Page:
“When I came in for rehearsal in January, they [the youth] were used to working together and used to creating. They were in better shape than us adults,” says Peake. But no production is without difficulty. “I’ve seen musical productions at the Belfry before. It’s an amazing space, but this [Sweep] isn’t like musical theatre where the band goes in the back. The orchestra, the actors and the audience need to see the conductor.”

The problem is exacerbated by the Belfry’s lack of an orchestra pit, a fact made less problematic by Britten’s small-by-design orchestra. He wanted it to be easily moved and assembled no matter the community. Still, conductor Giuseppe Pietraroia and his string quartet, percussionist and four-hand piano (one piano, two players) necessitated some creative wrapping about the stage.

Space is a multifaceted challenge for Sweep. Giles Tomkins who plays Foul Frank was also Police Supt. Budd in POV’s production of Albert Herring.

“We’re trained to project into a three thousand seat hall. The belfry has three hundred,” he remarks.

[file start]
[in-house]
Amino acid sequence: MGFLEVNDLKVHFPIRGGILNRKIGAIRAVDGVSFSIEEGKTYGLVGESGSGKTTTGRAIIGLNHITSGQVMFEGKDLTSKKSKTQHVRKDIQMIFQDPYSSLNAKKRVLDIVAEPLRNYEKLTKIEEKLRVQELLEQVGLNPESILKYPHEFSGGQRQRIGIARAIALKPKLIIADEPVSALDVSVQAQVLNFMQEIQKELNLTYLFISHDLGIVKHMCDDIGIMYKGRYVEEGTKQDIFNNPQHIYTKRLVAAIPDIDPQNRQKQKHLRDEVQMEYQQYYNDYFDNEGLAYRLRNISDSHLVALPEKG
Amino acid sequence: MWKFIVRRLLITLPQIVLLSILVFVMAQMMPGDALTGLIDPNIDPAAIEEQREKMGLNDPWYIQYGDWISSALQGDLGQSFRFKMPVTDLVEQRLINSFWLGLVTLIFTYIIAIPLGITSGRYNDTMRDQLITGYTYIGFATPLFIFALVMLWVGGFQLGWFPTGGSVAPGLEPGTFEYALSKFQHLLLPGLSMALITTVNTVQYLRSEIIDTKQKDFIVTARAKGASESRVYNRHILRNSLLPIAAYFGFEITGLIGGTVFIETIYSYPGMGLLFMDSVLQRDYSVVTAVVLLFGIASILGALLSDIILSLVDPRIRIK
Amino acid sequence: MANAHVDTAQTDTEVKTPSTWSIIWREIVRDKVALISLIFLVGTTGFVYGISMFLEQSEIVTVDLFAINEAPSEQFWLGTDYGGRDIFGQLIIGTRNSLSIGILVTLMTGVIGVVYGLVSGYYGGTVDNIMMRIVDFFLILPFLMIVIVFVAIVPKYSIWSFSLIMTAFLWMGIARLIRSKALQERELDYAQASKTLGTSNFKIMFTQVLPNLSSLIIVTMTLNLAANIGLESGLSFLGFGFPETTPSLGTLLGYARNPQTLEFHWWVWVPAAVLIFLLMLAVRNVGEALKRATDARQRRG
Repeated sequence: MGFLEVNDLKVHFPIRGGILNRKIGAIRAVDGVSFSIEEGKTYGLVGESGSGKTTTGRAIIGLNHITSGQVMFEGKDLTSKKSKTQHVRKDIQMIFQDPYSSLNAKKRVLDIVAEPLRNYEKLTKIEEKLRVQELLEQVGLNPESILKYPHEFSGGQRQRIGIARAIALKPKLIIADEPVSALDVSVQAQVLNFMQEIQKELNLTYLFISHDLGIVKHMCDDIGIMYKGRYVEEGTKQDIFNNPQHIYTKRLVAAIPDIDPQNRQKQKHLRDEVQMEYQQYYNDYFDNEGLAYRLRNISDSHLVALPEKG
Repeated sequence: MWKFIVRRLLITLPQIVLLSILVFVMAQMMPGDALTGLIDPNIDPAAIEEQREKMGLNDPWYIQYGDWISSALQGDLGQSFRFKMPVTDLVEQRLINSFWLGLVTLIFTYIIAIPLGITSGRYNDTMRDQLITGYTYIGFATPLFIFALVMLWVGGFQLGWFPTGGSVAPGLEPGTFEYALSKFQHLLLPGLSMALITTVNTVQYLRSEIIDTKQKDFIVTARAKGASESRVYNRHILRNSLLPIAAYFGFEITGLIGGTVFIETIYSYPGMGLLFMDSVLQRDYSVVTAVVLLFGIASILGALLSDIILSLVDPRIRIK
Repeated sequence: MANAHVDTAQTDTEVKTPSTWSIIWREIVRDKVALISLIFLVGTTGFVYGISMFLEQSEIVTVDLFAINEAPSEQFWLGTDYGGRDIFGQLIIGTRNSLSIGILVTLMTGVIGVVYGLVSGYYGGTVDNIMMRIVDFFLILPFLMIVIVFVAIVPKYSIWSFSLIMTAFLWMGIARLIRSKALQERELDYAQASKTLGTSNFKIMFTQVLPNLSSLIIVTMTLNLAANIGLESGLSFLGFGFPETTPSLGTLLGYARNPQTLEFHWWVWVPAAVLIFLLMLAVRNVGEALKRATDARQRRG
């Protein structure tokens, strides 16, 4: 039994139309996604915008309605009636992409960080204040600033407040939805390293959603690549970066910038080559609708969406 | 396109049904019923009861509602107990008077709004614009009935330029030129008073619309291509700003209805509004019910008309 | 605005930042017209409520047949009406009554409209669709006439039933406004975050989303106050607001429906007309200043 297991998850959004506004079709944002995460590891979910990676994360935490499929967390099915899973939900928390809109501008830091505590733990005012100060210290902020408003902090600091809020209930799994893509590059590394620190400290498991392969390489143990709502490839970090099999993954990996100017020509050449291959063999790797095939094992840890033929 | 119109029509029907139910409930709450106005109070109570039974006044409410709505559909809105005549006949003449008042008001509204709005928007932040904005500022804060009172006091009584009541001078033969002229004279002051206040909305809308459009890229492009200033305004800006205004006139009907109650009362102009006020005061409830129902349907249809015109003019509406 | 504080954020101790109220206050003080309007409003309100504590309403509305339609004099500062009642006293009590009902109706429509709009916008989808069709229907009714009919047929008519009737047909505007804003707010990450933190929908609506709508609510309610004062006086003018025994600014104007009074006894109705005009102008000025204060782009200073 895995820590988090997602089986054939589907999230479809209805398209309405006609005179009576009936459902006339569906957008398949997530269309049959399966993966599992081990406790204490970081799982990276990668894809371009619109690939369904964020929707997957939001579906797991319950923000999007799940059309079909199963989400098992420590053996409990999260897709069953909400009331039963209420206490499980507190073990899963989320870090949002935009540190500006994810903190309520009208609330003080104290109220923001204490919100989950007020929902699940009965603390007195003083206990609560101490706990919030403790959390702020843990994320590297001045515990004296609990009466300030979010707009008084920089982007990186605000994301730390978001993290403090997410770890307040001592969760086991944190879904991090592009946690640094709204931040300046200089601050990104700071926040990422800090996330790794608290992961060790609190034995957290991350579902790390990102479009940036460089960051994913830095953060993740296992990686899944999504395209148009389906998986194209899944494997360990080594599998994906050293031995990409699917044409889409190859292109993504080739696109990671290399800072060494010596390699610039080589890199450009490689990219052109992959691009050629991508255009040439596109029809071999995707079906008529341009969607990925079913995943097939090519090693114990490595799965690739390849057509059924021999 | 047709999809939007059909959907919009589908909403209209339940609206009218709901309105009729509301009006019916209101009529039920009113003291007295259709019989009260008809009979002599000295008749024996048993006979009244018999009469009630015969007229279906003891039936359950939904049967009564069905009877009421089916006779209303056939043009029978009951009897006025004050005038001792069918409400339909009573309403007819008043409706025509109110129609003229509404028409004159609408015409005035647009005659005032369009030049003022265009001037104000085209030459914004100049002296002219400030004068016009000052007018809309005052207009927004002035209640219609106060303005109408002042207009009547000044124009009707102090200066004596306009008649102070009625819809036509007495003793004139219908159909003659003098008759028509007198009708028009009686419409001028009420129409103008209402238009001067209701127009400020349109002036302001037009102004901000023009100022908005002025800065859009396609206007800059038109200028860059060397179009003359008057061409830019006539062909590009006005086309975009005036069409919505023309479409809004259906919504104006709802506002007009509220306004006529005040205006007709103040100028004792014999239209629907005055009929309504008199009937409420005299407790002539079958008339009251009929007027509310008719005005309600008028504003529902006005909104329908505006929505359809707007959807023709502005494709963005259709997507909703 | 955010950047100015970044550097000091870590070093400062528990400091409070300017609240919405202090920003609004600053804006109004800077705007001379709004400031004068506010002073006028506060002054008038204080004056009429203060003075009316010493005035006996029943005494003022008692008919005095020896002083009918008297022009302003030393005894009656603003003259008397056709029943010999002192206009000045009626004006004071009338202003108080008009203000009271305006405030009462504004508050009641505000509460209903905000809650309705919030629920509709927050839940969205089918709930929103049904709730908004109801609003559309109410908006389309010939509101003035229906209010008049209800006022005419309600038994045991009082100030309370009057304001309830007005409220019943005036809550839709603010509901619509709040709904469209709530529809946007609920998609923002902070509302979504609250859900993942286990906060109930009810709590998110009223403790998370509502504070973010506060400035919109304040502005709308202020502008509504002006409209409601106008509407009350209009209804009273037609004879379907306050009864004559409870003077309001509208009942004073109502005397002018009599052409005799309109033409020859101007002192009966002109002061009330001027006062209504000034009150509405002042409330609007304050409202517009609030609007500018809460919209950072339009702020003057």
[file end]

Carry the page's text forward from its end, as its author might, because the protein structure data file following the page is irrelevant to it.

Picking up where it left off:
That’s a considerable constriction and another first, this time for the bass baritone. “I’ve never done spoken theatre before. By today’s standards, opera singers are expected to do a great deal of acting,” he says, “but there’s no rhythmic accompaniment that drives the text along. It’s scary!”

When asked if the other opera singers were having difficulty, Tomkins laughs, “I hope so!”

Knowing one of the trained stars has nerves makes the audience participation portion of the evening somehow less scary. That’s right. Audiences will receive lyrics and be conducted by Pietraroia along with the professionals. If you feel the nerves creeping, worry not. There will be singing professionals planted throughout the theatre to round out the lesser-trained voices. “There’s always the worry ‘Will they sing along?’,” admits Peake. “I’m not too worried about it. There’ll be children there. That gives us adults license to sing. We don’t want to be too cool and we want to say to these children ‘it’s okay to sing and express yourself.’” M

Sing out at Let’s Make An Opera/The Little Sweep at The Belfry Theatre (1291 Gladstone) from March 2-10. Tickets are $25-45 at or 250-385-6815.